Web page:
(DBF stands for Digital Better Future – it’s a ongoing series of posts on digital developments making the lives of Digital Entrepreneurs easier, better and faster in 2010.)
“You have five new messages… Message 1…” How many times have you heard your voicemail system tell you that, only to sit there, being a slave to crappy technology, as you play each message? And of course, message 5 would be that call you’ve been waiting for from a major account saying, yes, they could talk to you, but you have to call them back now before they leave on an 8-day trip to China… only they’ve already left.
I hate voicemail. Leaving it, playing it, trying to remember more commands that save and delete (which they change every so often just for the fun of it.).
Well, that’s over with for 2010. Today, either for free or cheaper than your current voicemail system you can have a much better experience. Let’s first look at Google Voice (I have 3 invites left if you need one).
Robert Dempsey, founder of startup/dev shop Atlantic Dominion, explained what he liked (and didn’t like) about the big GV:
Here are the pros/cons of Google Voice as I see them.
- One of the biggest pros of GV is that I can set up multiple phone numbers for our single main number to ring to. So I can have team members all over the place and whoever answers the phone gets it, but we all know the phone rang.
- You can have all of your normal voicemail for a phone number (cell phone, etc.) go to Google Voice.
- You can access your voice mail online or via your smart phone, and get an email or SMS when you have a voice mail.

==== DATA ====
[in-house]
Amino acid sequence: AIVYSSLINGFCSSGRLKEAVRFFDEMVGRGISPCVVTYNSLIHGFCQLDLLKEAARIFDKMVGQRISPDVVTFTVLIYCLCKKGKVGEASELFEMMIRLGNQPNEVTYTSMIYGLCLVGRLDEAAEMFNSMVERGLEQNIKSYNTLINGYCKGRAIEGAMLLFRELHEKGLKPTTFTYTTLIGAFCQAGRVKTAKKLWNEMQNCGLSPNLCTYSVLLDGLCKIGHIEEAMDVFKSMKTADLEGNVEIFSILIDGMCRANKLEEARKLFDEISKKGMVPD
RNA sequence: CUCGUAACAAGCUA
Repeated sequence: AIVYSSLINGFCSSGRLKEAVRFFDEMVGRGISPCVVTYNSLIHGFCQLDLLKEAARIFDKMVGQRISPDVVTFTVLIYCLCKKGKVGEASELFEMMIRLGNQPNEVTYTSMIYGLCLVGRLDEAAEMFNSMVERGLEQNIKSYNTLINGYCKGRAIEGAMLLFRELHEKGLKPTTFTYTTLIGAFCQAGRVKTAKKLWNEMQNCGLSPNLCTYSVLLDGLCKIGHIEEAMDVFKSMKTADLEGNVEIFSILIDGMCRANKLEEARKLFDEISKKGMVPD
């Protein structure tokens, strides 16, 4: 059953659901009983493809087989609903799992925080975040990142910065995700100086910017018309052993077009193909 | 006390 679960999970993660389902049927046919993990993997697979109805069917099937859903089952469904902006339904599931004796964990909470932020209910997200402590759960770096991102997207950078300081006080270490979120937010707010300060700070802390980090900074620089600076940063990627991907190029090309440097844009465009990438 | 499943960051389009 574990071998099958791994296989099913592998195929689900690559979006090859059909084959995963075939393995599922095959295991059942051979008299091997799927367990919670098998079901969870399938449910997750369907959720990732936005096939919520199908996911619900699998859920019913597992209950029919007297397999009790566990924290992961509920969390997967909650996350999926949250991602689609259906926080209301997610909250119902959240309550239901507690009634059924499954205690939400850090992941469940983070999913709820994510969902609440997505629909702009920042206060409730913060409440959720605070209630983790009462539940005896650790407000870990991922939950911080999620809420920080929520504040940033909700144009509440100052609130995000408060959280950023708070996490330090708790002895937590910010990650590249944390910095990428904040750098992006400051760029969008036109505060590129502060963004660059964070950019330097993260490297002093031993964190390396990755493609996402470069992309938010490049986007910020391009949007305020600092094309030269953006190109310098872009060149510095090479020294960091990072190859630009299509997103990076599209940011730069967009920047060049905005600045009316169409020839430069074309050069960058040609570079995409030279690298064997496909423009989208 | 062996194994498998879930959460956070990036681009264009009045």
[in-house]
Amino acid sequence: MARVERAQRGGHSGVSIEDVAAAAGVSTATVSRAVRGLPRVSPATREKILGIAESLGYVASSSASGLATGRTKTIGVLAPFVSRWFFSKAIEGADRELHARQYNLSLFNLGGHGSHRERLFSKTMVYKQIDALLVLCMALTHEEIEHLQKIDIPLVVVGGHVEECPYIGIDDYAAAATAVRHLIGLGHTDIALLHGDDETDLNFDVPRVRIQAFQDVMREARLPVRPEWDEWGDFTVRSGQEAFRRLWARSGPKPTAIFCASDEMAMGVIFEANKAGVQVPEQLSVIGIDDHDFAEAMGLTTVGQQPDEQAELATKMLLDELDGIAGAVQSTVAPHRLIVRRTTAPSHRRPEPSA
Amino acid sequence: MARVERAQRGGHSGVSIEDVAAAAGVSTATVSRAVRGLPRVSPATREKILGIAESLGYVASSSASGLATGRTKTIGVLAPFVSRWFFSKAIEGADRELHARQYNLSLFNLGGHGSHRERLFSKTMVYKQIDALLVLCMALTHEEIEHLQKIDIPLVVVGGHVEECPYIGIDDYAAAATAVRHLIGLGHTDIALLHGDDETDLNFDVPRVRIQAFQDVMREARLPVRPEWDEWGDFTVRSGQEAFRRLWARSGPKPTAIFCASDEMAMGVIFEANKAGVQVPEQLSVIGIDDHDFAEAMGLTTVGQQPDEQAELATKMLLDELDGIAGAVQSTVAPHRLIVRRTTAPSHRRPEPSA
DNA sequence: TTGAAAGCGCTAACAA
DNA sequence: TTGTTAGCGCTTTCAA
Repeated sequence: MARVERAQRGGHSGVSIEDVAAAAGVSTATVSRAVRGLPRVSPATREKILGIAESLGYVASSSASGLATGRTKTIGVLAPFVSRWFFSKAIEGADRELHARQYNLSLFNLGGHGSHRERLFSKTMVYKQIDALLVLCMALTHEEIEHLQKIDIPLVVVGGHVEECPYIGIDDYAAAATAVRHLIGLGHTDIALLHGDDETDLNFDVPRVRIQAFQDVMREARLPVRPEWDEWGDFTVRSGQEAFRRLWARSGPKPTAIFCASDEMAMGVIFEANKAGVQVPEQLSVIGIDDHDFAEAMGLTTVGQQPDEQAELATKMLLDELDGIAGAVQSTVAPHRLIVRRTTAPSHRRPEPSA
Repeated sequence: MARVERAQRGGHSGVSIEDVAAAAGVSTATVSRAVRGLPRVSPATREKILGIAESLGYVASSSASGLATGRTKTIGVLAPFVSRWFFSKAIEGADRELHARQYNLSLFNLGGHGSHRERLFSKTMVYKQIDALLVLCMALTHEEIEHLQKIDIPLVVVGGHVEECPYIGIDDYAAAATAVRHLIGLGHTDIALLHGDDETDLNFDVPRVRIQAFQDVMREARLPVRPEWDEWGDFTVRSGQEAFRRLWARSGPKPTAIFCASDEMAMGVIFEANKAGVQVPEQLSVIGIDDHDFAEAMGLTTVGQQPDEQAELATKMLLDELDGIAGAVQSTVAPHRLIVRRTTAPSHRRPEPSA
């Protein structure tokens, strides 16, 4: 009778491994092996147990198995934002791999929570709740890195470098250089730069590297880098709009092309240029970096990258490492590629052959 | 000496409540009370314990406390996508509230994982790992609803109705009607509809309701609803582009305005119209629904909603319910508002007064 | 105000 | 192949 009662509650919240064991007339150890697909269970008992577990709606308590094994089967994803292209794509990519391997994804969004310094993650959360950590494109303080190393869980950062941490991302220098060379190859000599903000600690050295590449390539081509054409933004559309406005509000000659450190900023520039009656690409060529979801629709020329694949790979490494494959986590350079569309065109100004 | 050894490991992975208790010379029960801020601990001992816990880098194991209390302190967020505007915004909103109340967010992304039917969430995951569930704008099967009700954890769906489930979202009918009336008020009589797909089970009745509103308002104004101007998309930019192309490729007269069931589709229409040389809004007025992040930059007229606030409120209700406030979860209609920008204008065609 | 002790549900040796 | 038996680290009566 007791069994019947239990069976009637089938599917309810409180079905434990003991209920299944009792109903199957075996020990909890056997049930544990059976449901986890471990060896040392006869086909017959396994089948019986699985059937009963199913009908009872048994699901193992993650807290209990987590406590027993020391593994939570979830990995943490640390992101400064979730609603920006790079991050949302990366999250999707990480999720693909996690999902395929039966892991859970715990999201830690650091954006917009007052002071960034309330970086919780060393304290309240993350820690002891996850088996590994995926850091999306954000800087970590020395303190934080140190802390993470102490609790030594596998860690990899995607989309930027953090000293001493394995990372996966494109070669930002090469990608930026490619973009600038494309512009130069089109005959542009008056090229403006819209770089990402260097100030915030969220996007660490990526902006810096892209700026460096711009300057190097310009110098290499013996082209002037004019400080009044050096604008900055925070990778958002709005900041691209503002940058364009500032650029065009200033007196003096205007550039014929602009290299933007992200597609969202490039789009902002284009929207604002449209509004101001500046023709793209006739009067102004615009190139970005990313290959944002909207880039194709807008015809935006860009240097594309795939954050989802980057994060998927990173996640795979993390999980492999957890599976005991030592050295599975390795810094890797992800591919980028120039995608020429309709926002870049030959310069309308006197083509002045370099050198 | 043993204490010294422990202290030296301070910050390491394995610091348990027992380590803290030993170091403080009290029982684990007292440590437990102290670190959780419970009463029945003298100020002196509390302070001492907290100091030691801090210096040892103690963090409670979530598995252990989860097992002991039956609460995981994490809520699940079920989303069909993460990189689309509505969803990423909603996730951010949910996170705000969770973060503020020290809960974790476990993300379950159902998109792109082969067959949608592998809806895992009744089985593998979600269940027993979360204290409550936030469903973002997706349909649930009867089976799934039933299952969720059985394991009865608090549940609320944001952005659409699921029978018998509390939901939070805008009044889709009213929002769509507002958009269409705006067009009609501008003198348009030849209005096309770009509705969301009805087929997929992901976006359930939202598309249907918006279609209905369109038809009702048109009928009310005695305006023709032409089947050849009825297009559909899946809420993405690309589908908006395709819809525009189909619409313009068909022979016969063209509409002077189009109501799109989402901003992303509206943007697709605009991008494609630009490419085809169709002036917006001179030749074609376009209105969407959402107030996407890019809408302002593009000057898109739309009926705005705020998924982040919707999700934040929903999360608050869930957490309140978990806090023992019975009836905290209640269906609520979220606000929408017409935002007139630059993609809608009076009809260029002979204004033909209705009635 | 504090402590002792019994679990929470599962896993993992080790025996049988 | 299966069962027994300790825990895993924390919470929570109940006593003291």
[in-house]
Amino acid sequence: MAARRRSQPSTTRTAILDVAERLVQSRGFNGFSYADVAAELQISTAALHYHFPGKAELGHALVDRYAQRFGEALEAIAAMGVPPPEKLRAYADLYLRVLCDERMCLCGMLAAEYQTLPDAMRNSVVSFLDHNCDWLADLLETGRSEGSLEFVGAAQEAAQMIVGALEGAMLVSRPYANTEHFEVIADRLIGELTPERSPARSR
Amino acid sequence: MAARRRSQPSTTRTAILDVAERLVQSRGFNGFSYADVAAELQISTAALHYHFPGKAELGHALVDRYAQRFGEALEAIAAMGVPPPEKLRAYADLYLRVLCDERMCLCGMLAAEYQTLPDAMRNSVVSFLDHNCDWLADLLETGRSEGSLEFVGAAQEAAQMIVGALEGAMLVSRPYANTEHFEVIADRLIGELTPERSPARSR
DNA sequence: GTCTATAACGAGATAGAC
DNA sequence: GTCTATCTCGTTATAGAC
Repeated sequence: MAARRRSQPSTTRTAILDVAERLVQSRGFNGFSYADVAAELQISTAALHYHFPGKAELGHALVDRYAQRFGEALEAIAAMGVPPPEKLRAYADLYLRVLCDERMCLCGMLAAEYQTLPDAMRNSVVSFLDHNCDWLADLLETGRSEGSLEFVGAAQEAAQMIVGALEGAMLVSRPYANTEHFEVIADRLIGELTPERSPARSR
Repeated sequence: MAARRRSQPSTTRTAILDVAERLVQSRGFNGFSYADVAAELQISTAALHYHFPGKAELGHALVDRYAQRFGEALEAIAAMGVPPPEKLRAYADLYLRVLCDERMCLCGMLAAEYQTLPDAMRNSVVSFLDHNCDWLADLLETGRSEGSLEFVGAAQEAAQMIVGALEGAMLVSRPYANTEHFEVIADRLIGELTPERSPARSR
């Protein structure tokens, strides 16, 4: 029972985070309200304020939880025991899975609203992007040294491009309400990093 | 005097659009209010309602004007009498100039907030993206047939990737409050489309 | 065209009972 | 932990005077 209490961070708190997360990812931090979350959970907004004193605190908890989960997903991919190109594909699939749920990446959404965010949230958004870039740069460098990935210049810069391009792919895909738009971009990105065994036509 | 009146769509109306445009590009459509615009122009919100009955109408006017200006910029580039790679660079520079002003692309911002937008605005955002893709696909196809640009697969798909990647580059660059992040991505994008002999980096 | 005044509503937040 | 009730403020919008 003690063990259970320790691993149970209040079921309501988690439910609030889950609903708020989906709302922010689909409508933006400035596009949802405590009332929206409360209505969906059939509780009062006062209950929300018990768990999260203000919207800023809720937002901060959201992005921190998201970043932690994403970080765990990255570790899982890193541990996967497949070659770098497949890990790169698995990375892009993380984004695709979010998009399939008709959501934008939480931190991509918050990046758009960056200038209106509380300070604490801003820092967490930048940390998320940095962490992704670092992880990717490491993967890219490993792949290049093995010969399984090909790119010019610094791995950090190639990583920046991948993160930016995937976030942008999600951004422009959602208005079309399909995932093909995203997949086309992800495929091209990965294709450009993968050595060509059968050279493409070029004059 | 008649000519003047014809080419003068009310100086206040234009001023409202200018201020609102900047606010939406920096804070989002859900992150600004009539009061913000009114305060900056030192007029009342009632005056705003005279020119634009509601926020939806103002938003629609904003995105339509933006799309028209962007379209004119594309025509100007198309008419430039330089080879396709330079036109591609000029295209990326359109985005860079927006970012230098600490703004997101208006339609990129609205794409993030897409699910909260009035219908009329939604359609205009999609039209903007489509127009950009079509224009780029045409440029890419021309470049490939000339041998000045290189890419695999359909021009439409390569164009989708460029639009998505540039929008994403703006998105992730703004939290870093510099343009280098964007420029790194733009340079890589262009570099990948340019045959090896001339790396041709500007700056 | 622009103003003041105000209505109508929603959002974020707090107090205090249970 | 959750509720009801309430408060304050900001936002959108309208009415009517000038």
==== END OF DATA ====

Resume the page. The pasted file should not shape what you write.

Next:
- You can set up groups of numbers and have different greetings for the different groups.
- Add a call widget to a web page so people can easily initiate a call to you.
- And, it’s free.
- The only con as I see it is that you can’t set up times for the service to ring different phones. In other words, I can’t tell it to ring one number from 8-5, and another after that.
So what does GV look like? Well here is me calling my GV number:
First, it rings all my phones:
When I don’t answer (I usually don’t talk to myself :)), I leave a voicemail. 93 seconds later, I get this text message:
A minute later, the email version shows up:
And for that matter, it’s in my GV interface online. Was it a perfect transcription? No. But digitally good enough to let you decide whether this was a file and forget or your house is burning down.
And it’s free.
Don’t like Google? There’s a host of new companies like the one StartupToDo.com’s first Corporate Scholarship Partner (more on that soon :)) uses, phone.com:
Bottom Line: ditch analog-like voicemail for 2010 – it makes about as much sense as a horseless carriage.